The one thing I learned from my experience of Peru (1967-1989) and Liberation theology is that the primary aim of politics is the protection of the vulnerable. A political leadership whose economic goals are growth and the enhancement of personal and corporate wealth is a hollow entity which will crumble to sawdust when faced with the death and destruction it has wrought.

In the political context in which we live a Church striving for renewal and revival cannot content itself with a longed-for synodality. The Church must engage prophetically, seriously and critically with an unjust society. The rampant evil is not the product of serious maladjustments which lend themselves to tweaking and reform. The evil is systemic. This requires laity which can think systemically, beyond church structures for the dispensing of charity. We need a politically savvy laity, inside and outside of our party system. Only thus might we avoid an apocalyptic calamity. “Whom will I send?” asks Yahweh of Isaias.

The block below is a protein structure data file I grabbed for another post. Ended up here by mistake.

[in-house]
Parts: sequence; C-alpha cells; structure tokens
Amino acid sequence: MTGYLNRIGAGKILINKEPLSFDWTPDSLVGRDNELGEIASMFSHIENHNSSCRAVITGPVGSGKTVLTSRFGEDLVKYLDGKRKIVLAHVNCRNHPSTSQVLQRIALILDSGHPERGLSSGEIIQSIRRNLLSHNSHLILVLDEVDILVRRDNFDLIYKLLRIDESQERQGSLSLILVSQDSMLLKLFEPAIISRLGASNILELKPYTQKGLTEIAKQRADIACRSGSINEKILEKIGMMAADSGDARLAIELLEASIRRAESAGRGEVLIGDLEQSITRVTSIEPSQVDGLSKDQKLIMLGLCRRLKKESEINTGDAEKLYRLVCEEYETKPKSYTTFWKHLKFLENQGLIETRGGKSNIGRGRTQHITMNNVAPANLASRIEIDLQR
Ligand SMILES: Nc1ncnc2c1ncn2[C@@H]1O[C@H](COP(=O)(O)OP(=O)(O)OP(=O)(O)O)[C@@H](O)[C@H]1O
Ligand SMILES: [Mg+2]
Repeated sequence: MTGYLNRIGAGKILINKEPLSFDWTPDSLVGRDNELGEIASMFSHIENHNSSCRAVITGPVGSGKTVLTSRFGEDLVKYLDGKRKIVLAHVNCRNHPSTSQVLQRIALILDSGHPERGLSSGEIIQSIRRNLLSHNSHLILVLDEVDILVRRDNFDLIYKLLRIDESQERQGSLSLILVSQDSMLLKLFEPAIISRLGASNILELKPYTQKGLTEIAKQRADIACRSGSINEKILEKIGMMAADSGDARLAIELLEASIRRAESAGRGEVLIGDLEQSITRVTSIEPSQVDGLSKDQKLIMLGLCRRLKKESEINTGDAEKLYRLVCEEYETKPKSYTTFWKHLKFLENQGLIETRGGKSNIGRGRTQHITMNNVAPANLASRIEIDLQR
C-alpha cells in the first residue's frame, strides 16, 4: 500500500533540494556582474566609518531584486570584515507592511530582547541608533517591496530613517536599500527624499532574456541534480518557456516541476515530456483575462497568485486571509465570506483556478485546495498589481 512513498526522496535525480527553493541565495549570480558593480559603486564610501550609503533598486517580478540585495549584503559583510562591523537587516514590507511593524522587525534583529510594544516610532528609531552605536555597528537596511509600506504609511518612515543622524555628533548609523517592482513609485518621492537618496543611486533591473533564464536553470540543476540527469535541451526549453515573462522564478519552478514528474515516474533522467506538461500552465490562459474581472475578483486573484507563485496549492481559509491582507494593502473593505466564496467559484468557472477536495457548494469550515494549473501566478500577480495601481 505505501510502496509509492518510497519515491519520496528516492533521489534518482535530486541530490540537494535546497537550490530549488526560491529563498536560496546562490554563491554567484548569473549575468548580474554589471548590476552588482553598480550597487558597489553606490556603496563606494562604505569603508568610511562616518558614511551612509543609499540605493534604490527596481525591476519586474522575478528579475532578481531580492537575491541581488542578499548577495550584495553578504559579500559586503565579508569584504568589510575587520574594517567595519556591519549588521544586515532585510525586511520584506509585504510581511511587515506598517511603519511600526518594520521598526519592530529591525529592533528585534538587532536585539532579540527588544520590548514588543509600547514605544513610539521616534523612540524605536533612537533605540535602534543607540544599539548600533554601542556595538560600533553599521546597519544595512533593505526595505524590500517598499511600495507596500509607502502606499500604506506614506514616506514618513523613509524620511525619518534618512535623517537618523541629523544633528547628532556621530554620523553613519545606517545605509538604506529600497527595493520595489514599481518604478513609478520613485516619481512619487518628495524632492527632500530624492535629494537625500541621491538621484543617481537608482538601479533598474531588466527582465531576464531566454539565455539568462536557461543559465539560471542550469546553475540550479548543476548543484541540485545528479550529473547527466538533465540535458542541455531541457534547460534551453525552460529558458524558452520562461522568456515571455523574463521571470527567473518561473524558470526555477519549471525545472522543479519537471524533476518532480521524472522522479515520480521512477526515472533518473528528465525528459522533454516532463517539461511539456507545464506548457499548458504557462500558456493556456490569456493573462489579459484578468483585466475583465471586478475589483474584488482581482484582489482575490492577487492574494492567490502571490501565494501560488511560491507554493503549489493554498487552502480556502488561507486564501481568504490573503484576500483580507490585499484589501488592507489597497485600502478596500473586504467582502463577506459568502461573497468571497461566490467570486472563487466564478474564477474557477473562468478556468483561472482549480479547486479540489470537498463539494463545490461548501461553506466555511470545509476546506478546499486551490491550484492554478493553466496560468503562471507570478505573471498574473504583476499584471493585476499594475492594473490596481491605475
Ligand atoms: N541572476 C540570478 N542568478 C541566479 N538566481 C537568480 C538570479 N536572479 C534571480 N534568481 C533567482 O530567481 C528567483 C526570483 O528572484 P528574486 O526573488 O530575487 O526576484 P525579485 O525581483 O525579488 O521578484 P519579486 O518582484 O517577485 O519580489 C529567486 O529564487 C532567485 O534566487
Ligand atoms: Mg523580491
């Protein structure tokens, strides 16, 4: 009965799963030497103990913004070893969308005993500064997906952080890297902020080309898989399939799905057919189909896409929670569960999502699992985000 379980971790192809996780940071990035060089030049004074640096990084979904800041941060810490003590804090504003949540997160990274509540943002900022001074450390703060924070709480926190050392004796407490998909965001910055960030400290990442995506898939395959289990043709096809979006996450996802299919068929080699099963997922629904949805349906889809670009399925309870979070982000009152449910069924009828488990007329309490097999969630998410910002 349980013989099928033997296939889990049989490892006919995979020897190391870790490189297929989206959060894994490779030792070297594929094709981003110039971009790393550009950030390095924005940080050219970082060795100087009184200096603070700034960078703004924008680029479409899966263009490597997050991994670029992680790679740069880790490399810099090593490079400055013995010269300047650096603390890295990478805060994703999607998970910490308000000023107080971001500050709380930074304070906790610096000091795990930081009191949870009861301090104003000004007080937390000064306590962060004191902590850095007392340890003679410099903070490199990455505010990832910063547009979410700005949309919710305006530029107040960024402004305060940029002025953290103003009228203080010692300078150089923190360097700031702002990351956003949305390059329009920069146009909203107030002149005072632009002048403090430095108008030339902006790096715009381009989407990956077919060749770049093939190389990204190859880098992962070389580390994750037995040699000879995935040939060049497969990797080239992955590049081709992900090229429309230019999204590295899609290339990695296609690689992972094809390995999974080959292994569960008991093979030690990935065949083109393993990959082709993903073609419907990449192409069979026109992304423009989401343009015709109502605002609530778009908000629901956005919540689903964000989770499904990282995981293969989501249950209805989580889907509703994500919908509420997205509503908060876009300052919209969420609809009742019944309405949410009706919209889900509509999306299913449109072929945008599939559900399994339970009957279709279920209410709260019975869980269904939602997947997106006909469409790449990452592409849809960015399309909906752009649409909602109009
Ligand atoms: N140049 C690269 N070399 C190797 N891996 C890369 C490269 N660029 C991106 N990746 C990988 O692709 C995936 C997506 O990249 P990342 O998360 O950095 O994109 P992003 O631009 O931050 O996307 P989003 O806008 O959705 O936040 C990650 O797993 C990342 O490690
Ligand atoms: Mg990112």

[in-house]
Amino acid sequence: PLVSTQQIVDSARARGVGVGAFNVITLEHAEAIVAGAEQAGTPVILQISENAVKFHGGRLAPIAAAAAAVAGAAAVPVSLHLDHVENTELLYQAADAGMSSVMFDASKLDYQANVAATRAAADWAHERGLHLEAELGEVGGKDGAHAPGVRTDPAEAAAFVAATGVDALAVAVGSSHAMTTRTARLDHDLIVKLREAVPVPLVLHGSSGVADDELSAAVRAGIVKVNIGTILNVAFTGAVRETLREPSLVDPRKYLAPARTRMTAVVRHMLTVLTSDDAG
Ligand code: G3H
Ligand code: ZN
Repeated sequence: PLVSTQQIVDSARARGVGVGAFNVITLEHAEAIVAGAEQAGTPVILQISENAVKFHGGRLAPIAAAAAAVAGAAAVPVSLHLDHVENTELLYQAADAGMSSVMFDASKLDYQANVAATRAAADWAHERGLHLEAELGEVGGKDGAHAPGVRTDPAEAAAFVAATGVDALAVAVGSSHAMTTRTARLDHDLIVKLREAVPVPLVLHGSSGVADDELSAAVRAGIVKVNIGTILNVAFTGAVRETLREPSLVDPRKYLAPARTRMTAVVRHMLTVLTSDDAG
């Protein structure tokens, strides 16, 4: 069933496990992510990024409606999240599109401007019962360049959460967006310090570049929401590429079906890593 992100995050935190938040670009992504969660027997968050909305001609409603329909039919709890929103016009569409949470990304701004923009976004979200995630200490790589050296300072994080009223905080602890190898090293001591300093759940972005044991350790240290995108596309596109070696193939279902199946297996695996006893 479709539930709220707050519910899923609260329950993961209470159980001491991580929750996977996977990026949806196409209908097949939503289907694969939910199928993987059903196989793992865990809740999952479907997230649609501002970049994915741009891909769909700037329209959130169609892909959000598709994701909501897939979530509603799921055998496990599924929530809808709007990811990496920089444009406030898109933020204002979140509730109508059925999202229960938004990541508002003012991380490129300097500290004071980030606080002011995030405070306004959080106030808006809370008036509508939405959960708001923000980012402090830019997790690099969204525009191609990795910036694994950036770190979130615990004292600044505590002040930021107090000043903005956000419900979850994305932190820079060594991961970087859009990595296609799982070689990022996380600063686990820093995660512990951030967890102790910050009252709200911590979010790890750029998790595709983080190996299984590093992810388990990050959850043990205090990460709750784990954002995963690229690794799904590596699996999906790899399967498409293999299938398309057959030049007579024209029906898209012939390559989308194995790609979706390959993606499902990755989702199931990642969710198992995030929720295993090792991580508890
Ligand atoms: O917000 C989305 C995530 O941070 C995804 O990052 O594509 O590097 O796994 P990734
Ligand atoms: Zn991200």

What about ourselves? Does our inner ecology relate healthily to outer ecology? So many of us feel—especially young people—disconnected in several realms of living: the physical, the psychological, the social, the economic, the technological etc. We have lost a sense of harmony. Has COP 26 been a sign that maybe there will be a planetary effort to restore that harmony? We can hope. 

It says somewhere in the Book of Wisdom that the hope for the salvation of the world lies in the greatest number of wise people. Where are they?

Who Will Eat Our Sins?

by Frank Regan

Bread and Salt
Rye bread and salt

Back in 2018, there was an archaeological dig near Birmingham which uncovered for re-burial, several bodies which had plates on their laps. One of the team remembered a custom from the nearby Welsh Marches: the village sin-eater.